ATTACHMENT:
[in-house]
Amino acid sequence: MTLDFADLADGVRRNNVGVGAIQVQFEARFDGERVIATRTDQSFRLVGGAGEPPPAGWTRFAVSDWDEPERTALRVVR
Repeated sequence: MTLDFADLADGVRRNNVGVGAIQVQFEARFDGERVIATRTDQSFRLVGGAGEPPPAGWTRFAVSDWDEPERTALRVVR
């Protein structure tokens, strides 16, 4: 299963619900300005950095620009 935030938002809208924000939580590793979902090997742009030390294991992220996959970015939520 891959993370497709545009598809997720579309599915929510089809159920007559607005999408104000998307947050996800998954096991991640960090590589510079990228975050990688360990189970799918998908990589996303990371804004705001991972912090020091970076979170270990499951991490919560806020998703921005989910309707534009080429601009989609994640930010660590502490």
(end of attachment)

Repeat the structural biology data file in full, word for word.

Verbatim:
[in-house]
Amino acid sequence: MTLDFADLADGVRRNNVGVGAIQVQFEARFDGERVIATRTDQSFRLVGGAGEPPPAGWTRFAVSDWDEPERTALRVVR
Repeated sequence: MTLDFADLADGVRRNNVGVGAIQVQFEARFDGERVIATRTDQSFRLVGGAGEPPPAGWTRFAVSDWDEPERTALRVVR
């Protein structure tokens, strides 16, 4: 299963619900300005950095620009 935030938002809208924000939580590793979902090997742009030390294991992220996959970015939520 891959993370497709545009598809997720579309599915929510089809159920007559607005999408104000998307947050996800998954096991991640960090590589510079990228975050990688360990189970799918998908990589996303990371804004705001991972912090020091970076979170270990499951991490919560806020998703921005989910309707534009080429601009989609994640930010660590502490």